■ ASPIRIN (salicylates): Glucocorticoids may reduce salicylate blood levels
■ CISAPRIDE: Increased risk for cardiac arrhythmias when used with phenothiazines
■ CNS DEPRESSANT AGENTS (barbiturates, narcotics, anesthetics, etc.): May cause additive CNS depression if used with phenothiazines
■ CYCLOPHOSPHAMIDE: Glucocorticoids may also inhibit the hepatic metabolism of cyclophosphamide; dosage adjustments may be required.
■ CYCLOSPORINE: Concomitant administration of may increase the blood levels of each, by mutually inhibiting the hepatic metabolism of each other; clinical significance of this interaction is not clear
■ DIGOXIN: Secondary to hypokalemia, increased risk for arrhythmias
■ DIURETICS, POTASSIUM-DEPLETING (furosemide, thiazides): When administered concomitantly with glucocorticoids may cause hypokalemia
■ EPHEDRINE: May increase metabolism
■ ESTROGENS: The effects of hydrocortisone, and possibly other glucocorticoids, maybe potentiated by concomitant administration with estrogens
■ INSULIN: Requirements may increase in patients receiving glucocorticoids
■ KETOCONAZOLE: May decrease metabolism
■ MITOTANE: May alter the metabolism of steroids; higher than usual doses of steroids may be necessary to treat mitotane-induced adrenal insufficiency
■ NSAIDS: Administration of other ulcerogenic drugs with glucocorticoids may increase risk
■ PAROXETINE: May increase phenothiazine plasma levels
■ PHENOBARBITAL: May increase the metabolism of glucocorticoids
■ PHENYTOIN: May increase the metabolism of glucocorticoids
■ RIFAMPIN: May increase the metabolism of glucocorticoids
■ VACCINES: Patients receiving corticosteroids at immunosuppressive dosages should generally not receive live attenuated-virus vaccines as virus replication may be augmented; a diminished immune response may occur after vaccine, toxoid, or bacterin administration in patients receiving glucocorticoids
■ Glucocorticoids may increase serum cholesterol and urine glucose levels.
■ Glucocorticoids may decrease serum potassium.
■ Glucocorticoids can suppress the release of thyroid stimulating hormone (TSH) and reduce T3 & T4 values. Thyroid gland atrophy has been reported after chronic glucocorticoid administration. Uptake of I131 by the thyroid may be decreased by glucocorticoids.
■ Reactions to skin tests may be suppressed by glucocorticoids or trimeprazine.
■ False-negative results of the nitroblue tetrazolium test for systemic bacterial infections may be induced by glucocorticoids.
How to use Drug
Drug dosage for dogs:
a) For antipruritic and antitussive therapy: Weight up to 10 lb = 1/2 tab PO twice daily; 11 – 20 lb = 1 tablet twice daily; 21-40 lb = 2 tablets twice daily; over 40 lb = 3 tablets twice daily. After 4 days reduce dose to 1/2 of initial dose or to an amount just sufficient to maintain remission of symptoms; adjust as necessary. (Package Insert; Temaril-P — Pfizer)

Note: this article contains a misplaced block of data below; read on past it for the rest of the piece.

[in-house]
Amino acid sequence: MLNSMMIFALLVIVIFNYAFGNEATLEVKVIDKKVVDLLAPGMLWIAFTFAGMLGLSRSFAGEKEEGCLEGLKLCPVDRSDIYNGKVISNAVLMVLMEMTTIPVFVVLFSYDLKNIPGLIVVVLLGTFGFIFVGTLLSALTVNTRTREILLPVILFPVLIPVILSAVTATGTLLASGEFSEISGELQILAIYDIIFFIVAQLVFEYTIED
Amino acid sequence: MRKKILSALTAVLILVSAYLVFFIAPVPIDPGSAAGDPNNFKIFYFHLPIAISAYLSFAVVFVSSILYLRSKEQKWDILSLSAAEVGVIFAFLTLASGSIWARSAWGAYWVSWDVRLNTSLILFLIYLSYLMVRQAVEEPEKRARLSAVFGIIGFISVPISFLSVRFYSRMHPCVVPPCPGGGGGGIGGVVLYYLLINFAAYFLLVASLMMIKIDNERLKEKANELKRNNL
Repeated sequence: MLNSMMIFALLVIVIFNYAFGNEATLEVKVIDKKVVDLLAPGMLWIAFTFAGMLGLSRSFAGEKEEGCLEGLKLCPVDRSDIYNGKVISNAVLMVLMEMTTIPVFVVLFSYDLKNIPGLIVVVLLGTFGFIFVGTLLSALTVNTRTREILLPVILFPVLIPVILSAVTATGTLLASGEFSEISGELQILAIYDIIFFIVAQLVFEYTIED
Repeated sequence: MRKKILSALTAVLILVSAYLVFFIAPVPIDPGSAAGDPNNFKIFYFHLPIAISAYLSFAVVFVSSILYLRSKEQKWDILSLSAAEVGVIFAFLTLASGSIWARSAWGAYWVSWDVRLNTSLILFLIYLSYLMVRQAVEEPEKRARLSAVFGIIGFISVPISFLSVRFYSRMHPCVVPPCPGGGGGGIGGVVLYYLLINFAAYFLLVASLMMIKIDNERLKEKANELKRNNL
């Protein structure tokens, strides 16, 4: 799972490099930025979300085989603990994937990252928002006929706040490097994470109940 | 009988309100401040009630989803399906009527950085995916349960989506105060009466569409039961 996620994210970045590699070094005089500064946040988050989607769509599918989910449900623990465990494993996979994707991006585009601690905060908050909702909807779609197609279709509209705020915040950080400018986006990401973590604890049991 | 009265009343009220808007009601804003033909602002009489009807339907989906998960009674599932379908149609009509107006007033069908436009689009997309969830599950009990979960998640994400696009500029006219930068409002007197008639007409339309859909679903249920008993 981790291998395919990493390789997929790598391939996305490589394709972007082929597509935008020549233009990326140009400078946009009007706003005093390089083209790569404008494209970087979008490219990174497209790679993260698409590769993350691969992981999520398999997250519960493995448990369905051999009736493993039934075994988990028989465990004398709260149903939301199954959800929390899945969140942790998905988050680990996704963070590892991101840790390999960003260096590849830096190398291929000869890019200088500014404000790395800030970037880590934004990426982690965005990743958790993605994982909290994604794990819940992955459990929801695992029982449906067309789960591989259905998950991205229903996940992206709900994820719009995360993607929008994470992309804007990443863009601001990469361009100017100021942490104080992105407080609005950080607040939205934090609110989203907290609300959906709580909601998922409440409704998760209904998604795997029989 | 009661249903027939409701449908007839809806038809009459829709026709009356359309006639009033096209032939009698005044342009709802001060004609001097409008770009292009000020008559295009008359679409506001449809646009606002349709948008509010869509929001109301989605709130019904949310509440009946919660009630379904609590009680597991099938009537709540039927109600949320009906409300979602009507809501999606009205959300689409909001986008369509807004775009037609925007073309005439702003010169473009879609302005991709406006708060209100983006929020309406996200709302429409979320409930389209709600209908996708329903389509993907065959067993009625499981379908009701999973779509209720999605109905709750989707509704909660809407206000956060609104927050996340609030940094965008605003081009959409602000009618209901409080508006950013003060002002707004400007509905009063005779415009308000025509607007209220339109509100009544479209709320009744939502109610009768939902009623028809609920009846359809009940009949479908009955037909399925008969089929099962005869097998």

b) For treatment of pruritus: 1 tablet per 10 kg of body weight once daily for 3 – 5 days, then every other day. Giving with an EFA (essential fatty acid) may reduce the dose and frequency, if not the need for, glucocorticoids. ()
c) For atopic dermatitis: 1 tablet of Temaril-P per 5 kg body weight q12h for one week, then once daily for one week, then q48h (every other day). ()
■ Degree of sedation, and anticholinergic effects
■ Adverse effects associated with corticosteroids
■ Follow veterinarians dosage recommendations carefully
■ Dog’s appetite and water consumption may increase
■ If side effects are worrisome, contact veterinarian
Chemistry / Synonyms
A phenothiazine antihistamine related to promethazine, trimeprazine tartrate occurs as an odorless, white, to off-white crystalline powder with a melting range of 160- 164°C. Approximately 0.5 gm is soluble in 1 mL water, and 0.05 gm is soluble in 1 mL of alcohol. Trimeprazine Tartrate may also be known as: trimeprazine tartrate, alimemazine tartrate, Chemists Own Peetalix, Nedeltran, Panectyl, Repeltin, Temaril, Theralen, Theralene, Theralene, Vallergan, or Variargil.
Storage / Stability
Store trimeprazine products at room temperature (15-30°C); protect tablets from light.
Dosage Forms / Regulatory Status
No single agent trimeprazine products are approved for veterinary medicine.
Trimeprazine Tartrate 5 mg; Prednisolone 2 mg Tablets; Temaril-P Tablets (Pfizer); (Rx). Approved for use in dogs. Trade name in Canada is Vanectyl-P.
The ARCI (Racing Commissioners International) has designated this drug as a class 4 substance. See the appendix for more information.
Human-Labeled Products: None
Selections from the book: “Plumb’s Veterinary Drug Handbook. Sixth Edition”. 2008
Incoming search terms:
- alimemazine tartrate (trimeprazine tartrate) for dogs